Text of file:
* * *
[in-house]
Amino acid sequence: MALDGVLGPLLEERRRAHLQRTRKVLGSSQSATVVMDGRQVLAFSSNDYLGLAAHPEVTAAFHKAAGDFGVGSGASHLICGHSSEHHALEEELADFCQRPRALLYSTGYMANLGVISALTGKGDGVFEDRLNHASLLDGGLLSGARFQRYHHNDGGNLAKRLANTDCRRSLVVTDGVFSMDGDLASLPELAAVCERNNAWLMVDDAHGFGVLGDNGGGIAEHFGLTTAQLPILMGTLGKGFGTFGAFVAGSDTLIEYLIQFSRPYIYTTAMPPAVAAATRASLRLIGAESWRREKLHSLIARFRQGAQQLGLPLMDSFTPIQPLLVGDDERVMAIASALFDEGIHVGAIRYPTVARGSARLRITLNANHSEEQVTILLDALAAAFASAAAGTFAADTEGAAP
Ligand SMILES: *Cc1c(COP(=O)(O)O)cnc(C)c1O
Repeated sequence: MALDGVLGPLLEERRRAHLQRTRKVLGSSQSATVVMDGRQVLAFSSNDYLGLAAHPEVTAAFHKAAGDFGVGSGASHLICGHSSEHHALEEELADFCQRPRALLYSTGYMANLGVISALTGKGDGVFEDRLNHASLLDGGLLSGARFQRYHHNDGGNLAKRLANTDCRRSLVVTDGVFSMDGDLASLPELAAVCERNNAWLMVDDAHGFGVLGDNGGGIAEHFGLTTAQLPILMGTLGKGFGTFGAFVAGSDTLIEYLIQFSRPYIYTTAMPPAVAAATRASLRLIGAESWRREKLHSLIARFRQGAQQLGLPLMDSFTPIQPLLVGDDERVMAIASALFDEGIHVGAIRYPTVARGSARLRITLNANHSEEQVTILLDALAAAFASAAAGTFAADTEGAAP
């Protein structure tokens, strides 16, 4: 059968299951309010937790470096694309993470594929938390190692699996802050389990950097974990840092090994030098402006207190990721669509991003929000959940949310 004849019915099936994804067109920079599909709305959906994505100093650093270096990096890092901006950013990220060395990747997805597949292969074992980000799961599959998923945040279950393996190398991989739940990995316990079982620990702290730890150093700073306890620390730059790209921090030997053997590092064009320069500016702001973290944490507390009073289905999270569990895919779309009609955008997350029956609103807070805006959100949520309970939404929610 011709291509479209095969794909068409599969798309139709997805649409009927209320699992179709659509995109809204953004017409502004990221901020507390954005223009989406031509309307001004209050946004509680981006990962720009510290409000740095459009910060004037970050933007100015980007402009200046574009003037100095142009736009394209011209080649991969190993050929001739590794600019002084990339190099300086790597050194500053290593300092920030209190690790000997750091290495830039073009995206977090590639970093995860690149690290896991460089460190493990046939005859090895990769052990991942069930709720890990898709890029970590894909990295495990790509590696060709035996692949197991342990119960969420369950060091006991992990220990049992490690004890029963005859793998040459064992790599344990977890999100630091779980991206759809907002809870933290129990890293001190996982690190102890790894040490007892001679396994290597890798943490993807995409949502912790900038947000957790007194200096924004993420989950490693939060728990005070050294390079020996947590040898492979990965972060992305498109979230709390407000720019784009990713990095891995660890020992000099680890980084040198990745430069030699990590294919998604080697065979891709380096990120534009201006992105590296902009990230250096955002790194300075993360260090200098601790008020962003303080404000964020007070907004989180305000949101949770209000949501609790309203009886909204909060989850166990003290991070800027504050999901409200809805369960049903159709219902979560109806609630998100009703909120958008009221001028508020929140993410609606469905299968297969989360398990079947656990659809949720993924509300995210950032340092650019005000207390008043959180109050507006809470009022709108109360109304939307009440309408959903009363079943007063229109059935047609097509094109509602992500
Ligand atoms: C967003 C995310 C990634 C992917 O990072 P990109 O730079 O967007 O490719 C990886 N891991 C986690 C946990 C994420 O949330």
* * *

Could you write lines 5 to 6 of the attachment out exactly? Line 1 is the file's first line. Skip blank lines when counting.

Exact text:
């Protein structure tokens, strides 16, 4: 059968299951309010937790470096694309993470594929938390190692699996802050389990950097974990840092090994030098402006207190990721669509991003929000959940949310 004849019915099936994804067109920079599909709305959906994505100093650093270096990096890092901006950013990220060395990747997805597949292969074992980000799961599959998923945040279950393996190398991989739940990995316990079982620990702290730890150093700073306890620390730059790209921090030997053997590092064009320069500016702001973290944490507390009073289905999270569990895919779309009609955008997350029956609103807070805006959100949520309970939404929610 011709291509479209095969794909068409599969798309139709997805649409009927209320699992179709659509995109809204953004017409502004990221901020507390954005223009989406031509309307001004209050946004509680981006990962720009510290409000740095459009910060004037970050933007100015980007402009200046574009003037100095142009736009394209011209080649991969190993050929001739590794600019002084990339190099300086790597050194500053290593300092920030209190690790000997750091290495830039073009995206977090590639970093995860690149690290896991460089460190493990046939005859090895990769052990991942069930709720890990898709890029970590894909990295495990790509590696060709035996692949197991342990119960969420369950060091006991992990220990049992490690004890029963005859793998040459064992790599344990977890999100630091779980991206759809907002809870933290129990890293001190996982690190102890790894040490007892001679396994290597890798943490993807995409949502912790900038947000957790007194200096924004993420989950490693939060728990005070050294390079020996947590040898492979990965972060992305498109979230709390407000720019784009990713990095891995660890020992000099680890980084040198990745430069030699990590294919998604080697065979891709380096990120534009201006992105590296902009990230250096955002790194300075993360260090200098601790008020962003303080404000964020007070907004989180305000949101949770209000949501609790309203009886909204909060989850166990003290991070800027504050999901409200809805369960049903159709219902979560109806609630998100009703909120958008009221001028508020929140993410609606469905299968297969989360398990079947656990659809949720993924509300995210950032340092650019005000207390008043959180109050507006809470009022709108109360109304939307009440309408959903009363079943007063229109059935047609097509094109509602992500
Ligand atoms: C967003 C995310 C990634 C992917 O990072 P990109 O730079 O967007 O490719 C990886 N891991 C986690 C946990 C994420 O949330």